SPOKANE, Wash. — With just over three weeks until Election Day, KREM is rolling out a series of interviews with local candidates in key races — contests for state legislature where no candidate had a dominant victory in the August primary.
Washington's 4th Legislative District covers most everything from Spokane Valley to the Idaho border. In that area, one political figure looms large: Representative Matt Shea, whose associations with domestic terrorism have brought international controversy.
Shea isn't looking to keep his seat in Olympia this year, but to many voter his influence is still on the ballot. On Monday KREM published an interview with the Shea-endorsed Republican candidate, Rob Chase. His opponent is Democrat Lance Gurel.
Gurel is an accountant who lives in Spokane Valley. Last year he unsuccessful ran for city council there. Now, he's seeking a seat in Olympia.
"I got interested in running because I saw that there were extremists in control of my district," he said.
His campaign is rooted in the principle that even though his district is conservative, voters are looking for someone more moderate this time.
"I'm not asking Republicans and independents to change their party allegiance. I'm really asking him to look at this one race," said Gurel. "I really think the policies that I have more reflect the values of most of the people who live in Eastern Washington."
He thinks his opponent's tendency to elevate conspiracy theories will scare voters off, and could even lose Chase the respect of other lawmakers were he to be elected, similar to how Shea has been ousted from the Republican caucus.
"I think it's dangerous for any public official to spread things that are not true," said Gurel. "Rob Chase could put us in the same position of again lacking an effective representative in in Olympia."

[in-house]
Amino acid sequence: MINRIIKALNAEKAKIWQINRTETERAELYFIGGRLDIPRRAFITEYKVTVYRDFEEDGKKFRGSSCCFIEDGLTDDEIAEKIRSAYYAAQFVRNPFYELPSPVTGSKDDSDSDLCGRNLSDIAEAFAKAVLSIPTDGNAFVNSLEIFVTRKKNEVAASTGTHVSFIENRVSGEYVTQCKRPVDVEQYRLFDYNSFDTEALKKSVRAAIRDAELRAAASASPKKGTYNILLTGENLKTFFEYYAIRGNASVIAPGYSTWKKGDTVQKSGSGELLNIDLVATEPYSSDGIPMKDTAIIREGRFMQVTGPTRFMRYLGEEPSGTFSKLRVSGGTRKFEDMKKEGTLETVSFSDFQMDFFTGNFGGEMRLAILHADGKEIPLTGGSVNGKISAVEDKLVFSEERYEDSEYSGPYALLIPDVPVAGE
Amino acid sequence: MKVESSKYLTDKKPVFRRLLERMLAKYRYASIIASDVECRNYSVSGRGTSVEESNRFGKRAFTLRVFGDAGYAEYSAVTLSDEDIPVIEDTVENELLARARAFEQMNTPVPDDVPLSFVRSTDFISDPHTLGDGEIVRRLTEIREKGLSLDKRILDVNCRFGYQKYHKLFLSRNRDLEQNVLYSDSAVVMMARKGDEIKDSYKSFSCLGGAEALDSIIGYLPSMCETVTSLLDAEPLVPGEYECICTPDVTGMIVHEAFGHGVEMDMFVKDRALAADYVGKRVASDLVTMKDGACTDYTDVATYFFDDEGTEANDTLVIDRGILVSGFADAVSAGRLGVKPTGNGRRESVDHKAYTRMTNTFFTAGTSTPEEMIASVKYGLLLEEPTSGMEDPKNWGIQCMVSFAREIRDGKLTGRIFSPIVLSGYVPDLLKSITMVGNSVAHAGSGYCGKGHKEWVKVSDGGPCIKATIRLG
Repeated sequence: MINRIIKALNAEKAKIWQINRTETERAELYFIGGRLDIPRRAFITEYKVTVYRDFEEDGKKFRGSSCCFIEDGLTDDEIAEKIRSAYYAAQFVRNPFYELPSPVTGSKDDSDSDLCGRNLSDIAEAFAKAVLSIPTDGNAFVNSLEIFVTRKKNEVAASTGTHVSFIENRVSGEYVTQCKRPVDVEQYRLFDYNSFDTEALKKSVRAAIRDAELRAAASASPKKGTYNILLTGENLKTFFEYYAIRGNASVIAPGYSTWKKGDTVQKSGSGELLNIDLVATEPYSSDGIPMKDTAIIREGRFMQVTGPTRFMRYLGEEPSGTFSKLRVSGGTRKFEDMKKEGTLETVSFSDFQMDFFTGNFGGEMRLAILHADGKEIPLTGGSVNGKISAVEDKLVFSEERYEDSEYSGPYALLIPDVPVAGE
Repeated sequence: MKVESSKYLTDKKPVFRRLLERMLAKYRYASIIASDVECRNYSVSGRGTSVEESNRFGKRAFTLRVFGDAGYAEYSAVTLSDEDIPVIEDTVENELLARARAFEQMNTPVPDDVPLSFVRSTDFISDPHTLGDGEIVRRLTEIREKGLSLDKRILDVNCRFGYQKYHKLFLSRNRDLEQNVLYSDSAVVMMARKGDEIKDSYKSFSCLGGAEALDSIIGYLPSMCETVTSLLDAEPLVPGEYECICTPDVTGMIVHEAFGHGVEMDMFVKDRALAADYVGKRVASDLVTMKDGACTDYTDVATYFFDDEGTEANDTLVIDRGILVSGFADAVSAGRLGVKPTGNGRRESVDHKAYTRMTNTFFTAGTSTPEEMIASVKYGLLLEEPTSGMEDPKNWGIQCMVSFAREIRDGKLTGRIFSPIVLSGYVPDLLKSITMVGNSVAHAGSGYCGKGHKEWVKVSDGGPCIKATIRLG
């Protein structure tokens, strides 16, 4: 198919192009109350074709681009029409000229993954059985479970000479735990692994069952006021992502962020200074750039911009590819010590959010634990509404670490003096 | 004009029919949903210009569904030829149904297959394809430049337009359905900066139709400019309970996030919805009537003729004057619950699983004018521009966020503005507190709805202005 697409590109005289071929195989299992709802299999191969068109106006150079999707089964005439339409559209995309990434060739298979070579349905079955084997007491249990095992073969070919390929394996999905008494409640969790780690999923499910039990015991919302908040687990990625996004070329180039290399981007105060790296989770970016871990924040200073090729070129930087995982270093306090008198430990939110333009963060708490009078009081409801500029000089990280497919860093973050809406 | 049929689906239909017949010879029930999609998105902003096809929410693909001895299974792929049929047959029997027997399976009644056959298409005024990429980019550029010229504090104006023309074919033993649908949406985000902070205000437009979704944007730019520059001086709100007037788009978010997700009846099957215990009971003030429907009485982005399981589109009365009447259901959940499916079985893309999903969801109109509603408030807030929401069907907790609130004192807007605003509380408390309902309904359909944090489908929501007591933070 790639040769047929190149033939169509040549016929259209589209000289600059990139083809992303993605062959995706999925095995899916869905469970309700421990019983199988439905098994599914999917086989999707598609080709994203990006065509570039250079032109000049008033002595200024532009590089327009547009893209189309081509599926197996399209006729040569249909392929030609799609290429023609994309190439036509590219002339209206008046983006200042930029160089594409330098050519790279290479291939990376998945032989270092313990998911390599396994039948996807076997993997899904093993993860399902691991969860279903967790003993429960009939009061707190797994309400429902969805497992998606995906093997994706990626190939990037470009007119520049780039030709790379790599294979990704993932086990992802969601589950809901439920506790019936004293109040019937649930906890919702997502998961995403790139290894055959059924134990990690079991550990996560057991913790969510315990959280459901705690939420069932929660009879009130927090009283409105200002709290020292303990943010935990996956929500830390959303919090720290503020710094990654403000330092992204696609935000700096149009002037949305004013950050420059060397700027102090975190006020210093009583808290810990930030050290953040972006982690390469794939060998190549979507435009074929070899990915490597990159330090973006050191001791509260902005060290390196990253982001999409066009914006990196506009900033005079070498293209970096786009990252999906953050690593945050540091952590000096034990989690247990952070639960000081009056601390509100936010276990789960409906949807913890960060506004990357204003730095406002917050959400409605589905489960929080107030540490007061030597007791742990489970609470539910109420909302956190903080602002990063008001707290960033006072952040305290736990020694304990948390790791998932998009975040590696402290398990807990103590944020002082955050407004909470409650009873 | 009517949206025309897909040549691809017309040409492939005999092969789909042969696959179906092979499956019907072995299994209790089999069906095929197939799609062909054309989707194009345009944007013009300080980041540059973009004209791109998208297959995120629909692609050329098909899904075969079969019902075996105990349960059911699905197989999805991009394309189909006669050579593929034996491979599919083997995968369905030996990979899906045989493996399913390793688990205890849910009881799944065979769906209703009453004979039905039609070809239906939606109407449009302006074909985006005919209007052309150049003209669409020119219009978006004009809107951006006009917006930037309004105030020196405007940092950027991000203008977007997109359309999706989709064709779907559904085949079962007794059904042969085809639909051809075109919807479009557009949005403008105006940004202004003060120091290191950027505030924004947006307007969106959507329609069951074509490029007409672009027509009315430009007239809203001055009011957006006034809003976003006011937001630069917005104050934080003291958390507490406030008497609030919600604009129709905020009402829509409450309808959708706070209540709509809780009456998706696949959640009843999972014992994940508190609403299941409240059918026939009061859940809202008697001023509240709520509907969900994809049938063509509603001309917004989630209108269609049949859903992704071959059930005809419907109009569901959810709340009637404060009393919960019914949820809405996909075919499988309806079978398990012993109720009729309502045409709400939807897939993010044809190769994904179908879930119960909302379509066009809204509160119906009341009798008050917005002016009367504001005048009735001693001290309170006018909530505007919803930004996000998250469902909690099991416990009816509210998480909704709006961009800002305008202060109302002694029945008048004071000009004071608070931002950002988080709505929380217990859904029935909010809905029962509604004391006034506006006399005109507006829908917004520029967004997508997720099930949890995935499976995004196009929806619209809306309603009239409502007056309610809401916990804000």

When it comes to the big issues like COVID-19, Gurel hones in on the financial aspects of the legislature's duty. He says the pandemic has revealed new priorities the next legislature will have to take into account.
"There's a lot of essential services, a lot of things we didn't realize were essential," he said. "A big example to me is childcare."
That also means remedying the budget deficit.
"I think that we need to begin to have sophisticated conversations about raising revenue from high earners and higher earning businesses in the state," said Gurel. "When my grandchildren ask 'why didn't you fix the crumbling bridges and roads in your generation, when you could do it for pennies on the dollar?' I don't want to say 'because we were afraid to tax millionaires.'"
Gurel actually got more votes than Chase in the August primary. However, Chase had to split the conservative vote with two other candidates.
So Gurel still faces a big challenge if he wants to be the first Democrat elected in his district since 1993.